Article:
The Population Must Increase Education to Stay Ahead of Technology

...the relative demand for skilled labor is closely correlated with advances in technology, particularly digital technologies. Hence, the moniker “skill-biased technical change,” or SBTC. There are two distinct components to recent SBTC. Technologies like robotics, numerically controlled machines, computerized inventory control, and automatic transcription have been substituting for routine tasks, displacing those workers. Meanwhile other technologies like data visualization, analytics, high-speed communications, and rapid prototyping have augmented the contributions of more abstract and data-driven reasoning, increasing the value of those jobs.

Skill-biased technical change has also been important in the past. For most of the 19th century, about 25% of all agriculture laborthreshed grain. That job was automated in the 1860s. The 20th century was marked by an accelerating mechanization not only of agriculture but also of factory work. Echoing the first Nobel Prize winner in economics, Jan Tinbergen, Harvard economists Claudia Goldin and Larry Katz described the resulting SBTC as a “race between education and technology.” Ever-greater investments in education, dramatically increasing the average educational level of the American workforce, helped prevent inequality from soaring as technology automated more and more unskilled work. While education is certainly not synonymous with skill, it is one of the most easily measurable correlates of skill, so this pattern suggests that demand for upskilling has increased faster than its supply.


As people are automated out of jobs, society must increase their educations in order to keep them on top of the machines.

Folksonomies: education technology employment automation

/business and industrial/agriculture and forestry/agriculture (0.642223)
/technology and computing (0.410358)
/technology and computing/electronic components (0.353877)

skill-biased technical change (0.991171 (positive:0.338987)), economists Claudia Goldin (0.885599 (neutral:0.000000)), numerically controlled machines (0.877908 (neutral:0.000000)), computerized inventory control (0.868656 (neutral:0.000000)), easily measurable correlates (0.863367 (positive:0.707173)), Nobel Prize winner (0.843732 (neutral:0.000000)), average educational level (0.840248 (negative:-0.381143)), relative demand (0.701181 (positive:0.490736)), Increase Education (0.693108 (positive:0.534376)), skilled labor (0.682886 (positive:0.490736)), digital technologies (0.674731 (positive:0.314881)), data-driven reasoning (0.670361 (positive:0.517671)), distinct components (0.667758 (neutral:0.000000)), routine tasks (0.659426 (negative:-0.231130)), unskilled work (0.658920 (negative:-0.614420)), recent SBTC (0.657156 (neutral:0.000000)), high-speed communications (0.650564 (positive:0.409749)), automatic transcription (0.649807 (negative:-0.231130)), data visualization (0.646991 (positive:0.309152)), Larry Katz (0.645705 (neutral:0.000000)), American workforce (0.645336 (negative:-0.381143)), Jan Tinbergen (0.639268 (neutral:0.000000)), Ever-greater investments (0.637920 (neutral:0.000000)), 19th century (0.635901 (neutral:0.000000)), factory work (0.628671 (negative:-0.421383)), 20th century (0.626482 (neutral:0.000000)), technology (0.533216 (negative:-0.101864)), jobs (0.486566 (positive:0.534376)), agriculture (0.477710 (neutral:0.000000)), mechanization (0.475658 (neutral:0.000000))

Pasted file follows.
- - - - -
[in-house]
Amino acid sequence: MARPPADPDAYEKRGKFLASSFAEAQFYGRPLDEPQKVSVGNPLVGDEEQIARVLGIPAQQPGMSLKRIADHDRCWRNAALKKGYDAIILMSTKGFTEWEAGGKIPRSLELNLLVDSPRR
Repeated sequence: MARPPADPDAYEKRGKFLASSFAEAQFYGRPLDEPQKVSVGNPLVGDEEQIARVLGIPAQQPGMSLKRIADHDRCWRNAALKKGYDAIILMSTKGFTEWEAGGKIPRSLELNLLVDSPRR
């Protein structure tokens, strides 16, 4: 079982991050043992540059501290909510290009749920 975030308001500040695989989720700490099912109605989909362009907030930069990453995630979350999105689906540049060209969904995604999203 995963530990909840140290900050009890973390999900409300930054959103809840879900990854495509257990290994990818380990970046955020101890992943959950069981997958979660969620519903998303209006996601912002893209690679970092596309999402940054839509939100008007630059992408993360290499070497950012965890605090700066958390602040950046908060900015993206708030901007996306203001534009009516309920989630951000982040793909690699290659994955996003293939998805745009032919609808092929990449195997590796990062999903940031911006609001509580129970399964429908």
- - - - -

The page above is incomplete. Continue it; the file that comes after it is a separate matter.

Claudia Goldin:Person (0.773286 (neutral:0.000000)), Nobel Prize:EntertainmentAward (0.765919 (neutral:0.000000)), Larry Katz:Person (0.692600 (neutral:0.000000)), Jan Tinbergen:Person (0.656828 (neutral:0.000000)), 25%:Quantity (0.656828 (neutral:0.000000))

Nobel Prize (0.980061): website | dbpedia | freebase | opencyc | yago
Learning (0.738798): dbpedia | freebase | opencyc
Laborer (0.692958): dbpedia | freebase
Automation (0.678788): dbpedia | freebase
20th century (0.677757): dbpedia | freebase | yago
Education (0.639656): dbpedia | freebase | opencyc
Higher education (0.577890): dbpedia | freebase
Technology (0.570405): dbpedia | freebase

 Race Against the Machine
Books, Brochures, and Chapters>Book:  Brynjolfsson , Erik and McAfee , Andrew (2011), Race Against the Machine, Digital Frontier Press, Lexington, Massachusetts, Retrieved on 2012-01-04
  • Source Material []
  • Folksonomies: culture technology change employment


    25 MAR 2013

     Automating Ourselves Out of Employment

    As we automate people out of work, how will will deal with the unemployment? The science fiction utopia of a post-scarcity society can't work in a Capitalist system. How will we deal with the fact that fewer and fewer monopolists will control all the resources and have less and less need for employees? Alternative Titles: The Post-Scarcity Distopia
    Folksonomies: employment automation
    Folksonomies: employment automation